If it is possible to be haunted by a place, then I think that I am. In this case it is Ashley Vale in Bristol – an exceptional urban oasis caught between the tracks, containing allotments, woods, hilltops and a pub next door to a farm.
A landmark’s physical presence is usually the thing that draws me to it, but in the case of Honor Oak’s One Tree Hill, it was the name that attracted me.
When I first went there, my journey became as much a walk towards an idea as it was towards a place.
Yesterday, the St Jude storm sent me on something of a dérive within a small area of Lambeth. There were no trains due to the winds, so instead of standing on Tulse Hill’s platform 1, I made for Brixton, but wanting to avoid the main roads, headed up a road I’d never walked along before.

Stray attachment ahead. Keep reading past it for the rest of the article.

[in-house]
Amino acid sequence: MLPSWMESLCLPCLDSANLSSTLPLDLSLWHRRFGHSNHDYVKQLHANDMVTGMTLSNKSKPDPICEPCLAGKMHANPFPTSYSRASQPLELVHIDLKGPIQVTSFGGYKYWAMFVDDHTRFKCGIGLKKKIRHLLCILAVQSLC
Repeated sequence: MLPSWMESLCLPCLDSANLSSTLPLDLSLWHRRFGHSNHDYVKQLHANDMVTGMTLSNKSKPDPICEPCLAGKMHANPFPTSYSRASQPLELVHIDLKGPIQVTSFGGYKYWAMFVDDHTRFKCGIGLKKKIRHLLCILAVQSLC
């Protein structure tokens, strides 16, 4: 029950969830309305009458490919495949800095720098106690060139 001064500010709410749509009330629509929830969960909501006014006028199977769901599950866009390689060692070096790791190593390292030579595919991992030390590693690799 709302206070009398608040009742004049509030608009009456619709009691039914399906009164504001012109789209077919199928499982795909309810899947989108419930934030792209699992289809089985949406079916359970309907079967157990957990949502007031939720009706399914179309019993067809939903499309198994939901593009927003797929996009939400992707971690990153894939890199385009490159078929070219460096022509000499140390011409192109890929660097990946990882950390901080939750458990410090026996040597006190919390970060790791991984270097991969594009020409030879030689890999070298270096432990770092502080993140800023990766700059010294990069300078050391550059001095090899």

Landscapes, imagined and remembered, have always played a central role in literature.
The fascinating relationship between writers and the British landscape is currently explored in a new exhibition at The British Library: Writing Britain: Wastelands to Wonderlands. Here are some thoughts it inspired.
In you went on foot, down two tight lanes,
ambling, sloping through the allotments,
each earth pocket nailed down like a promise,
with bramble and beanstalk to mark the bounds:
A hundred little empires of roll-ups and potatoes.